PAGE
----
Breeder seeks birds’ return

"Breeder seeks birds’ return" A report published in the Yorkshire Post, British regional daily newspaper, on 6th June 2002.

A breeder of rare birds who was jailed for illegally importing some of the world’s most endangered species into Britain asked a judge yesterday to order the return of part of his collection, valued at £100,000.

Customs and Excise is seeking forfeiture of 144 birds, including three Lear macaws of which there are only 150 left in the world, which were seized in a raid on Harry Sissen’s home at Cornhill Farm, East Cowton, near Northallerton, North Yorkshire, in 1998.

Sissen, 63, was sentenced to 30 months in prison - later reduced to 18 months on appeal - after a jury found him guilty of smuggling the Lear macaws and six blue-headed macaws at a Newcastle Crown Court trial in April, 2000.

Judge Guy Whitburn QC later ordered him to hand over £150,000 proceeds of his criminal activities. Customs and Excise returned to Harrogate Magistrates Court yesterday to ask District Judge Ronnie Anderson to order the forfeiture of the 144 birds taken when the aviaries were raided - including the so-called "Brazil Three" - which have been kept at the taxpayers’ expense for four years.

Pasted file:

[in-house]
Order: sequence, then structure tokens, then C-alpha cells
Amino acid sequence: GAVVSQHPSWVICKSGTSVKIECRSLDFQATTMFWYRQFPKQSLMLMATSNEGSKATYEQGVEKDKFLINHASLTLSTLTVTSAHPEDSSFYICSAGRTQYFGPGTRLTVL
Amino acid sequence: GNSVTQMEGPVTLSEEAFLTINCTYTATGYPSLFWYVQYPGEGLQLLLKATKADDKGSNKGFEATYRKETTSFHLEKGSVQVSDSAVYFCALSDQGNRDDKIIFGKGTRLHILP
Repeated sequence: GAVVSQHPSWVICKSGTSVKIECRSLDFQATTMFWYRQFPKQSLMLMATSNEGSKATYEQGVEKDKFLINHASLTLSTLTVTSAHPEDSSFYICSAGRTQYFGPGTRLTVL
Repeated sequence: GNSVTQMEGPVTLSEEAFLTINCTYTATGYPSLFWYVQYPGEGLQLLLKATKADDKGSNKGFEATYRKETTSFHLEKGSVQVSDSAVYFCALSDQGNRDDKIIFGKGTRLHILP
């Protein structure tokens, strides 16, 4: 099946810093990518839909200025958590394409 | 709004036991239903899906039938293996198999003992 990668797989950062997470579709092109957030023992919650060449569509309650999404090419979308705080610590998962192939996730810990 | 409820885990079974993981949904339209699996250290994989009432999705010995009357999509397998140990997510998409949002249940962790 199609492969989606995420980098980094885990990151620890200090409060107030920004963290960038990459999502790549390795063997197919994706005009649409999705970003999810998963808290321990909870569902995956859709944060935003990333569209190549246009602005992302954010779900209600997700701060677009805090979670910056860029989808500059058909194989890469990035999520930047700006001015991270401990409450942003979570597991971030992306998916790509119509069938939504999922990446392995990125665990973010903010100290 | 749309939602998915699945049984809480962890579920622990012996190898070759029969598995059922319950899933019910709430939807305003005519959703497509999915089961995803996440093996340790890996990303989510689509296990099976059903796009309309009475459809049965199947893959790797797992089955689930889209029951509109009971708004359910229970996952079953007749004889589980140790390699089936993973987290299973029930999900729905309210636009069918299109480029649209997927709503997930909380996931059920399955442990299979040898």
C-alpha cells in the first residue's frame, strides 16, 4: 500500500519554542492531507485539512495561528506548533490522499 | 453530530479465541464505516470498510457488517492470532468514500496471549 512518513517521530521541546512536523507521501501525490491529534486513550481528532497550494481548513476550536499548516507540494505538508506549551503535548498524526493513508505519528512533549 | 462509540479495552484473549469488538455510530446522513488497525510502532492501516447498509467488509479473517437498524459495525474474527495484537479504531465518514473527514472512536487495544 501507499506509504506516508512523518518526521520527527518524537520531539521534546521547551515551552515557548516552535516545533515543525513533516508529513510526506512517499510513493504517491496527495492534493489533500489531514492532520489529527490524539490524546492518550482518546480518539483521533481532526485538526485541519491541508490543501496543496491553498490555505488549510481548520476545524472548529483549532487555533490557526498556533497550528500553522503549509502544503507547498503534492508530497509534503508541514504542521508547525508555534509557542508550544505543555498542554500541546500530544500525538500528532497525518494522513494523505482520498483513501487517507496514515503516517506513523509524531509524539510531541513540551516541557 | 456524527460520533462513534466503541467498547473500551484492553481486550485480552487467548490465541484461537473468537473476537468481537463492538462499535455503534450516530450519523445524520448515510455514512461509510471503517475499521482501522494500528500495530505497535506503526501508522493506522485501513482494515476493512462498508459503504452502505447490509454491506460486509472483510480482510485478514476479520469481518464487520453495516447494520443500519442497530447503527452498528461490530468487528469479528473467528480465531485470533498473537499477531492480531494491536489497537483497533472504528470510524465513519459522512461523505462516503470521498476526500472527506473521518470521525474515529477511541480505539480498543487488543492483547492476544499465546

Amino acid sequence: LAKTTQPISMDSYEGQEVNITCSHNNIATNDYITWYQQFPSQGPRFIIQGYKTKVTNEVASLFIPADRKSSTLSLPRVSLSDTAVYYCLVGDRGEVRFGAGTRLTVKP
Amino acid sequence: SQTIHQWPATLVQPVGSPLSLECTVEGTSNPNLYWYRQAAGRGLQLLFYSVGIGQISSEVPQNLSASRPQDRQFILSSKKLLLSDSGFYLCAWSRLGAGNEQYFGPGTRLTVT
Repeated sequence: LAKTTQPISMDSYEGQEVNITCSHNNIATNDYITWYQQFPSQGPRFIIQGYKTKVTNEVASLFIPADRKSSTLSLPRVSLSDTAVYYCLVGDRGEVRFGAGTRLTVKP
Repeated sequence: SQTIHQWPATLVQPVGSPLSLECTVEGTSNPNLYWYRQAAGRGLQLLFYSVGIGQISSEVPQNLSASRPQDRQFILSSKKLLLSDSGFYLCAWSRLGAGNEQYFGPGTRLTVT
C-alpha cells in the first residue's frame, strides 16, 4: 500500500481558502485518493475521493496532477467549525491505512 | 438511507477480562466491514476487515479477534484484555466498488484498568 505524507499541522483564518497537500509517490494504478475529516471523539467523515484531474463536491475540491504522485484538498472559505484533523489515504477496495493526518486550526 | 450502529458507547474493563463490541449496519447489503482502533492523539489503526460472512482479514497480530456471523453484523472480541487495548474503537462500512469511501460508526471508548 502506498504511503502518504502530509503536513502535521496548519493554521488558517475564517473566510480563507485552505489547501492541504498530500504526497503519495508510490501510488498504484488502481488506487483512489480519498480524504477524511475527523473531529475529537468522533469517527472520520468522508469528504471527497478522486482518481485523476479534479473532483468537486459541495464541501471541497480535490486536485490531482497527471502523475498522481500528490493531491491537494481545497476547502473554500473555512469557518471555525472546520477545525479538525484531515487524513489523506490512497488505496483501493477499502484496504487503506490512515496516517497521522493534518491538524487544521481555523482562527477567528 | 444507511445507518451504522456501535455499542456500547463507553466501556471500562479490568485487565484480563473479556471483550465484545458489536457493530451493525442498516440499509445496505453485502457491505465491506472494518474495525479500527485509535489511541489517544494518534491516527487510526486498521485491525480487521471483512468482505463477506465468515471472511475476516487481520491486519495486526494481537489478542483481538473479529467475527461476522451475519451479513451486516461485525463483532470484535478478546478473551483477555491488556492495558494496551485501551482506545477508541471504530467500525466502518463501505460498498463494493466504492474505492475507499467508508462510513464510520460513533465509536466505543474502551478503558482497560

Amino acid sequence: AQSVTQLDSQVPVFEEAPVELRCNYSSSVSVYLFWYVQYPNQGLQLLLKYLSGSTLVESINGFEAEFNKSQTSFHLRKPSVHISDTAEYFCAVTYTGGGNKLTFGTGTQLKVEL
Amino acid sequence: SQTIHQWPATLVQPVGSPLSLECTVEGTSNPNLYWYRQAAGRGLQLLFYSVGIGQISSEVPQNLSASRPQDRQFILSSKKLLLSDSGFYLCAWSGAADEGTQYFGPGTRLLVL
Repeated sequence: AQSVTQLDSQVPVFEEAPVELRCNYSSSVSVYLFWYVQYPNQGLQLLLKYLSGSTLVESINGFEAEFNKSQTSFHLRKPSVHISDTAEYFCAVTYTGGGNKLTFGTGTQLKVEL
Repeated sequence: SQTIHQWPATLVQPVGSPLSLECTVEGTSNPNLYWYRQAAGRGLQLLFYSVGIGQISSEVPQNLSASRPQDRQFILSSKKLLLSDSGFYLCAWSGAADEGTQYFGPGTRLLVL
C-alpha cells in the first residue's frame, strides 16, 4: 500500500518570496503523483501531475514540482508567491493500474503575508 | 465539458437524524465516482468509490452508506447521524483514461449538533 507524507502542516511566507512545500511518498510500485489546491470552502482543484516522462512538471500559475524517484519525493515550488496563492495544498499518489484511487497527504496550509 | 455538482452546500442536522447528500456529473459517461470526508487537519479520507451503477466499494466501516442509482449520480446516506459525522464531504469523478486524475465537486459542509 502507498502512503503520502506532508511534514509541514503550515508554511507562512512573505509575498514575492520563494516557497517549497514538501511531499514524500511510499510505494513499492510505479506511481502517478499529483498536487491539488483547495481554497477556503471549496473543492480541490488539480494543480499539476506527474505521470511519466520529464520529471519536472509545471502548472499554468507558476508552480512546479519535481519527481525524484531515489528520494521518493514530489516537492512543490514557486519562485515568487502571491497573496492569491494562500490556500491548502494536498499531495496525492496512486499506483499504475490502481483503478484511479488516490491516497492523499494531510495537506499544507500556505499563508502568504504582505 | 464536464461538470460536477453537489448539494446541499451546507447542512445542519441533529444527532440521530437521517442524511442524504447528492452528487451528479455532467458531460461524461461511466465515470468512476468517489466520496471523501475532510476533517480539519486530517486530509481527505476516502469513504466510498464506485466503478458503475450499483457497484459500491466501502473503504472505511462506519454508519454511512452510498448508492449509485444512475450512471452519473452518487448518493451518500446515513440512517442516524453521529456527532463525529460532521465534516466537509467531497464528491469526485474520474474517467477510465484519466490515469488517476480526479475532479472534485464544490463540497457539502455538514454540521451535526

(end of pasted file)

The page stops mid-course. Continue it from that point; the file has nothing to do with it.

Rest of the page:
Sissen, aided by his daughter, Yvonne Scales, is representing himself in proceedings, which are expected to take three days.

Customs and Excise barrister Simon Draycott QC told the judge that Britain signed the Convention on International Trade in Endangered Species of Wild Fauna and Flora in 1976.

Birds like the Lear macaws, which are threatened with extinction, are on the Schedule A list which means commercial trade is prohibited. Many of Sissen’s birds were species from Australia which has a total ban on the export of live fauna and flora.

Mr Draycott told Judge Anderson that the Lear and blue-headed macaws should be forfeited because they had been the subject of the criminal conviction, but the law also allowed for the forfeiture of all the seized birds if it could be shown they had been used as a cover for any imported illegally. Sissen had failed to keep accurate breeding records for the birds in his aviaries, he added.

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 " Naturam expellas furca, tamen usque recurret "

( If you drive out nature with a pitchfork, she will soon find a way back)

Horace (65-8 BC)